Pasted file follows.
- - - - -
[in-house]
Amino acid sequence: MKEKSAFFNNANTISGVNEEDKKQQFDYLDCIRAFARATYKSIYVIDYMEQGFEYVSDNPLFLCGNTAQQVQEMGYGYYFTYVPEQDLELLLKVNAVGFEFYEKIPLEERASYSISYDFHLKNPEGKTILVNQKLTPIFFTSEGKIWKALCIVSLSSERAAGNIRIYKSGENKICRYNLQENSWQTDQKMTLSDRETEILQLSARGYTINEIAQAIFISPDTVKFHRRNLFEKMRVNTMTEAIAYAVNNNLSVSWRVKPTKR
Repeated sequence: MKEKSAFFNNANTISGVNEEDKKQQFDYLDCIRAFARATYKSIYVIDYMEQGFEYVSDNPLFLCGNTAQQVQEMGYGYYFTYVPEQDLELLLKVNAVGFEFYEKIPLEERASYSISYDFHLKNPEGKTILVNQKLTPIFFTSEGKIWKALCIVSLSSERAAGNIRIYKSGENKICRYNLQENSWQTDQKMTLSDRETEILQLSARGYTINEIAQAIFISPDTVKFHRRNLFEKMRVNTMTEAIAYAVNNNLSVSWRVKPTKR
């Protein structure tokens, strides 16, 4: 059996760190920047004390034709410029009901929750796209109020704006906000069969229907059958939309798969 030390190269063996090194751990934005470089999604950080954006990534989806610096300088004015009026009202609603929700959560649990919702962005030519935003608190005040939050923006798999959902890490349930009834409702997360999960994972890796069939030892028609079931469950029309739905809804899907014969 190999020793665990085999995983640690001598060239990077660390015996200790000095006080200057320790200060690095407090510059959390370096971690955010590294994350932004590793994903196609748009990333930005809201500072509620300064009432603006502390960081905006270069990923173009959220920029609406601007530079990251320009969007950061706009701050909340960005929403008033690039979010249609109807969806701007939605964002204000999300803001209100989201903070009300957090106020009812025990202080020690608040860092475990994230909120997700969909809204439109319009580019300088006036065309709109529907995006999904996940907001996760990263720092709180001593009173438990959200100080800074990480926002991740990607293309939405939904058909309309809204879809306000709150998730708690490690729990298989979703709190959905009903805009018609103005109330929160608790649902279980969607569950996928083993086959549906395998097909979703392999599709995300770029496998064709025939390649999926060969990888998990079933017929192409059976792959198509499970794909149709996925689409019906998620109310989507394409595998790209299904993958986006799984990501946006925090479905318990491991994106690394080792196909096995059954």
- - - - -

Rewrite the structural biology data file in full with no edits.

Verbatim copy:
[in-house]
Amino acid sequence: MKEKSAFFNNANTISGVNEEDKKQQFDYLDCIRAFARATYKSIYVIDYMEQGFEYVSDNPLFLCGNTAQQVQEMGYGYYFTYVPEQDLELLLKVNAVGFEFYEKIPLEERASYSISYDFHLKNPEGKTILVNQKLTPIFFTSEGKIWKALCIVSLSSERAAGNIRIYKSGENKICRYNLQENSWQTDQKMTLSDRETEILQLSARGYTINEIAQAIFISPDTVKFHRRNLFEKMRVNTMTEAIAYAVNNNLSVSWRVKPTKR
Repeated sequence: MKEKSAFFNNANTISGVNEEDKKQQFDYLDCIRAFARATYKSIYVIDYMEQGFEYVSDNPLFLCGNTAQQVQEMGYGYYFTYVPEQDLELLLKVNAVGFEFYEKIPLEERASYSISYDFHLKNPEGKTILVNQKLTPIFFTSEGKIWKALCIVSLSSERAAGNIRIYKSGENKICRYNLQENSWQTDQKMTLSDRETEILQLSARGYTINEIAQAIFISPDTVKFHRRNLFEKMRVNTMTEAIAYAVNNNLSVSWRVKPTKR
């Protein structure tokens, strides 16, 4: 059996760190920047004390034709410029009901929750796209109020704006906000069969229907059958939309798969 030390190269063996090194751990934005470089999604950080954006990534989806610096300088004015009026009202609603929700959560649990919702962005030519935003608190005040939050923006798999959902890490349930009834409702997360999960994972890796069939030892028609079931469950029309739905809804899907014969 190999020793665990085999995983640690001598060239990077660390015996200790000095006080200057320790200060690095407090510059959390370096971690955010590294994350932004590793994903196609748009990333930005809201500072509620300064009432603006502390960081905006270069990923173009959220920029609406601007530079990251320009969007950061706009701050909340960005929403008033690039979010249609109807969806701007939605964002204000999300803001209100989201903070009300957090106020009812025990202080020690608040860092475990994230909120997700969909809204439109319009580019300088006036065309709109529907995006999904996940907001996760990263720092709180001593009173438990959200100080800074990480926002991740990607293309939405939904058909309309809204879809306000709150998730708690490690729990298989979703709190959905009903805009018609103005109330929160608790649902279980969607569950996928083993086959549906395998097909979703392999599709995300770029496998064709025939390649999926060969990888998990079933017929192409059976792959198509499970794909149709996925689409019906998620109310989507394409595998790209299904993958986006799984990501946006925090479905318990491991994106690394080792196909096995059954």